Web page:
Tuesday, January 12, 2010

Never blindly trust a translation

Greetings.

Jewish date:  26 Ṭeveth 5770 (Parashath Wa’era’).

Today’s holidays:  Tuesday of the First Week of Ordinary Time (Roman Catholicism).

Topic 1:  More coverage of anti-Semitism:  “Canadian Muslim Paper Condemned For Blood Libel”.  Some people either do not know how implausible organ theft is (disembodied human organs under the best of conditions have lives measured in mere hours, which make the logistics of such a crime very tight at best) or do not care.  Major rule:  If it sounds implausible, be suspicious.

Topic 2:  “Sikhs strive to keep language alive”.  The gist of this is that Sikhs in the United States are finding they have an urgent need to make sure all their people know the Punjabi language and Gurmukhi script the Guru Granth Sahib, their scripture, is written in.  Now, many out there might ask why knowing Punjabi matters.  The Guru Granth Sahib has been translated into English, and thus American-born Sikhs can always read it in translation.  The problem is that translations are imperfect.  There is the obvious issue that words and constructions in one language do not always correspond exactly to words and constructions in another language, which alone is enough of a reason for Sikhs to learn Punjabi (and the rest of us to learn the language of our own religion).  But there is another, less famous reason:  even given the constraints of the former problem, sometimes the translations get it wrong.  To illustrate, I present here two examples which have been bugging me recently.

1) Thus is it written in the King James Version (KJV) on Exodus 6:2-3:
And God spake unto Moses, and said unto him, I am the LORD:  And I appeared unto Abraham, unto Isaac, and unto Jacob, by the name of God Almighty, but by my name JEHOVAH was I not known to them.
The KJV, while in some aspects a good translation, utterly mangles Divine names.  Anyone who had not read the Hebrew Bible in the original Hebrew and reading the KJV from the start would think this is the first time that the Tetragrammaton (= “YHWH”, rendered here with the wrong vowels as “JEHOVAH”) is mentioned.  And he/she would be wrong.  The Tetragrammaton first appears in chapter 2 of Genesis.  Usually the KJV, following the Septuagint, renders it “the LORD”, but on a few occasions it uses “JEHOVAH” instead, thus creating the illusion of a distinction which does not exist.  Furthermore, the KJV, following the Seputagint, has a tendency to give interpretations of personal Divine names instead of transliterating them.  This erases distinctions between certain names (“’El”, “’Eloahh”, and “’Elohim”; “YHWH” and “Yahh”) and gives the illusion that certain interpretations are the only ones there are.  In this passage, “God” really stands for “’Elohim”, but “God Almighty” stands for “’El Shadday”.  As such, the KJV, by its translation errors, gets the text wrong.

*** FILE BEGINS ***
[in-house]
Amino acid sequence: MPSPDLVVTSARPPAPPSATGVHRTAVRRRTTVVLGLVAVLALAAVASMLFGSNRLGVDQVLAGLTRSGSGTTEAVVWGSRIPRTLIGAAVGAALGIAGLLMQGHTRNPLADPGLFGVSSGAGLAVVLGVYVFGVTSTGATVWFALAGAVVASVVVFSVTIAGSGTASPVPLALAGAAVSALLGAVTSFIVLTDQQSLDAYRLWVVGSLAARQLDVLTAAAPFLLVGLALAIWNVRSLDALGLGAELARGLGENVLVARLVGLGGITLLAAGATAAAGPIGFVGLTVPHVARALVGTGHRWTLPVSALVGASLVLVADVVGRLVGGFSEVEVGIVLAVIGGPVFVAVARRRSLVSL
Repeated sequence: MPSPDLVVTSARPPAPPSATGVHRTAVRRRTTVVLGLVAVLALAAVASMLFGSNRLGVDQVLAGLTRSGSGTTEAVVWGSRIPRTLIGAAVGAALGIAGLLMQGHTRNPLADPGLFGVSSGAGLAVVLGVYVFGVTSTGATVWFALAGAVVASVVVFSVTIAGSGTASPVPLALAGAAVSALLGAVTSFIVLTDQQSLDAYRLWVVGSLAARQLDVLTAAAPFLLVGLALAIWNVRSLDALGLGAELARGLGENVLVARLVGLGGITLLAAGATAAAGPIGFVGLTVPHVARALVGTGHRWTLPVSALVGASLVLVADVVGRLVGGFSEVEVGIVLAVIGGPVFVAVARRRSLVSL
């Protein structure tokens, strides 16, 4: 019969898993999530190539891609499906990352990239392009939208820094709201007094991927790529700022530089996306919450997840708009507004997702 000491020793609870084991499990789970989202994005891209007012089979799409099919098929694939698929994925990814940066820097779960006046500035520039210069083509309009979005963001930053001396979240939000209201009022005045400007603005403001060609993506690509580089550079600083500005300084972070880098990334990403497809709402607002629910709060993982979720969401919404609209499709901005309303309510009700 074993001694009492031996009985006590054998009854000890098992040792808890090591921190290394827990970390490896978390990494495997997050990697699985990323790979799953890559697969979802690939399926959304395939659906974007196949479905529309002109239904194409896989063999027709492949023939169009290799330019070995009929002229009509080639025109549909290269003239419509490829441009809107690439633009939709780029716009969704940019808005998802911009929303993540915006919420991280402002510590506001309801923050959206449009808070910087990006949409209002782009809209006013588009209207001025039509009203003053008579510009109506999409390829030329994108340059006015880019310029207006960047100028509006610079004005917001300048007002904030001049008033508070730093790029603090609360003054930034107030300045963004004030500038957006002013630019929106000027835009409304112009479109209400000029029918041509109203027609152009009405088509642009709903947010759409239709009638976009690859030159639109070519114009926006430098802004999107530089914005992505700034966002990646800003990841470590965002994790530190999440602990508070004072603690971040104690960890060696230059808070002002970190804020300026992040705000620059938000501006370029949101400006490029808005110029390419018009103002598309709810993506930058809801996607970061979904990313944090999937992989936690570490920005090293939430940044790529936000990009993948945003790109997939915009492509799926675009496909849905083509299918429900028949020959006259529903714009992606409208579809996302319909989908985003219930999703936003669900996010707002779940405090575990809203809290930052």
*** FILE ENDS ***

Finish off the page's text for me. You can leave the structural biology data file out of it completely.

2) Thus is it written in the KJV on Mark 12:35-37:

And Jesus answered and said, while he taught in the temple, How say the scribes that Christ is the son of David?  For David himself said by the Holy Ghost, The LORD said to my Lord, Sit thou on my right hand, till I make thine enemies thy footstool.  David therefore himself calleth him Lord; and whence is he then his son? And the common people heard him gladly.
The KJV here reflects the Greek text well, but that is not where the problem is.  The problem is with Jesus’s argument.  Jesus cites Psalms 110:1, claiming it “my Lord” refers to Mashiaḥ (the Messiah/Christ).  Since “Lord” refers to a god, Jesus claims, Mashiaḥ must be a god.  Besides the fact that Jesus does nothing to show this verse actually refers to Mashiaḥ and this interpretation flies in the face of everything taught about Mashiaḥ in the Hebrew Bible, this interpretation is untenable, even completely ignoring the context of Psalms 110:1.  Thus is it written in Psalms 110:1, my translation:
For (or by) Dawidh:
Spoken by YHWH to my lord:  “Sit at my right
Until I place your enemies as a footstool for your feet.”
In the original Hebrew, YHWH is talking to a human.  There is no single term used twice, period, and the second term is not a Divine name or a general term for a god.  So why does Jesus think the same term is used twice?  Because in the Greek the same term is used twice.  “YHWH” is conventionally (and wrongly) rendered Kyrios (“Lord”) in Koinē Greek, and Hebrew ’adhon (“lord”) is also rendered kyrios in Koinē Greek.  By relying on a translation, Jesus (or someone putting words into his mouth) makes an inference which is untenable in the original Hebrew.

The moral of all this:  Do not rely blindly on translations, because translators make mistakes and give the impressions of things not found in the original text.  This is why it is important for Sikhs to know Punjabi and for everyone to know the languages of their scriptures.


Topic 3:  Today’s religious humor:  “Little did you know that the freezer…”.
funny pictures
I am really not sure where the idea of a porthole to Hell comes from.  If anyone knows, please tell me.

Peace.

Aaron
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